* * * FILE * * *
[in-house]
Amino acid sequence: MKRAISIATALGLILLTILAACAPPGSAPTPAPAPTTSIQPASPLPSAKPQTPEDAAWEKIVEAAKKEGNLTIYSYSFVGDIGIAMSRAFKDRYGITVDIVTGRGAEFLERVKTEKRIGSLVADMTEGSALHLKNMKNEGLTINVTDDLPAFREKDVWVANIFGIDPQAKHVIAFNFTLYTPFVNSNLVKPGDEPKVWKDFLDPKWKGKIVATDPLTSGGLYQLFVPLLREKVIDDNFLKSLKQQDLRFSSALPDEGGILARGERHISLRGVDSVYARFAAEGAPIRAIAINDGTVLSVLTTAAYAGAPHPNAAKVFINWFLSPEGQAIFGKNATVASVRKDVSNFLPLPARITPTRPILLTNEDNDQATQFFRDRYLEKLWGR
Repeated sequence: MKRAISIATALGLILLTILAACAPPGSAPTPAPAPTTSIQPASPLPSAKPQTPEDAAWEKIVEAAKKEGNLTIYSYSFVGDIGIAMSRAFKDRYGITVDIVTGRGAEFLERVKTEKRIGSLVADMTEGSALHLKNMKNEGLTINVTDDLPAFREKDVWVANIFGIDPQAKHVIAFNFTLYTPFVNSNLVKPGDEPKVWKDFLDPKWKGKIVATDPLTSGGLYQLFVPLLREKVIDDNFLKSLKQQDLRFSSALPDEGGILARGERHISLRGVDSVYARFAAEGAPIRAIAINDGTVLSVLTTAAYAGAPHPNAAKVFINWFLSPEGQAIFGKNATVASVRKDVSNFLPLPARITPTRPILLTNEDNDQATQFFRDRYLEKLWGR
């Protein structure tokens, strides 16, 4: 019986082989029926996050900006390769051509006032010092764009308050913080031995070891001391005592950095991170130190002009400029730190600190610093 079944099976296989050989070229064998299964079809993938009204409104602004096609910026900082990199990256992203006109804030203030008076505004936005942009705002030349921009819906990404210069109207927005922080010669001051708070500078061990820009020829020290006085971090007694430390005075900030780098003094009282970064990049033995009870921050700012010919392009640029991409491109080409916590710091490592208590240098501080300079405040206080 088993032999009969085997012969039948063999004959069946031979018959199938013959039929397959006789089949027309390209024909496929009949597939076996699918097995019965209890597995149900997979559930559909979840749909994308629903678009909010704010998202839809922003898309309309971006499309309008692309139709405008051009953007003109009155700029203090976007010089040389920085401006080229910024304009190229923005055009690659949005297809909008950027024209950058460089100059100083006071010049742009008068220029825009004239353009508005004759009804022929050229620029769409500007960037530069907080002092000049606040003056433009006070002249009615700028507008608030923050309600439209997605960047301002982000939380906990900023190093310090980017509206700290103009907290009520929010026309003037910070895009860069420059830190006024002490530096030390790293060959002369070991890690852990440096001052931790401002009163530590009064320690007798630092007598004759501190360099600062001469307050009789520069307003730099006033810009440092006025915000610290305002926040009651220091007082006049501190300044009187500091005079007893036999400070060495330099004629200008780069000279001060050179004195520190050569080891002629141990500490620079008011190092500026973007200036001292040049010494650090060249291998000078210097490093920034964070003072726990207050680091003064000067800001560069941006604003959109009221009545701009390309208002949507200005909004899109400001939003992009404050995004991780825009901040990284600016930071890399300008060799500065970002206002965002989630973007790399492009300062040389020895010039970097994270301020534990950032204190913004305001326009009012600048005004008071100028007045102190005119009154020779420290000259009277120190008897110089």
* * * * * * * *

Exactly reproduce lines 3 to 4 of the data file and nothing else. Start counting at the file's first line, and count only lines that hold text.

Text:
Repeated sequence: MKRAISIATALGLILLTILAACAPPGSAPTPAPAPTTSIQPASPLPSAKPQTPEDAAWEKIVEAAKKEGNLTIYSYSFVGDIGIAMSRAFKDRYGITVDIVTGRGAEFLERVKTEKRIGSLVADMTEGSALHLKNMKNEGLTINVTDDLPAFREKDVWVANIFGIDPQAKHVIAFNFTLYTPFVNSNLVKPGDEPKVWKDFLDPKWKGKIVATDPLTSGGLYQLFVPLLREKVIDDNFLKSLKQQDLRFSSALPDEGGILARGERHISLRGVDSVYARFAAEGAPIRAIAINDGTVLSVLTTAAYAGAPHPNAAKVFINWFLSPEGQAIFGKNATVASVRKDVSNFLPLPARITPTRPILLTNEDNDQATQFFRDRYLEKLWGR
């Protein structure tokens, strides 16, 4: 019986082989029926996050900006390769051509006032010092764009308050913080031995070891001391005592950095991170130190002009400029730190600190610093 079944099976296989050989070229064998299964079809993938009204409104602004096609910026900082990199990256992203006109804030203030008076505004936005942009705002030349921009819906990404210069109207927005922080010669001051708070500078061990820009020829020290006085971090007694430390005075900030780098003094009282970064990049033995009870921050700012010919392009640029991409491109080409916590710091490592208590240098501080300079405040206080 088993032999009969085997012969039948063999004959069946031979018959199938013959039929397959006789089949027309390209024909496929009949597939076996699918097995019965209890597995149900997979559930559909979840749909994308629903678009909010704010998202839809922003898309309309971006499309309008692309139709405008051009953007003109009155700029203090976007010089040389920085401006080229910024304009190229923005055009690659949005297809909008950027024209950058460089100059100083006071010049742009008068220029825009004239353009508005004759009804022929050229620029769409500007960037530069907080002092000049606040003056433009006070002249009615700028507008608030923050309600439209997605960047301002982000939380906990900023190093310090980017509206700290103009907290009520929010026309003037910070895009860069420059830190006024002490530096030390790293060959002369070991890690852990440096001052931790401002009163530590009064320690007798630092007598004759501190360099600062001469307050009789520069307003730099006033810009440092006025915000610290305002926040009651220091007082006049501190300044009187500091005079007893036999400070060495330099004629200008780069000279001060050179004195520190050569080891002629141990500490620079008011190092500026973007200036001292040049010494650090060249291998000078210097490093920034964070003072726990207050680091003064000067800001560069941006604003959109009221009545701009390309208002949507200005909004899109400001939003992009404050995004991780825009901040990284600016930071890399300008060799500065970002206002965002989630973007790399492009300062040389020895010039970097994270301020534990950032204190913004305001326009009012600048005004008071100028007045102190005119009154020779420290000259009277120190008897110089």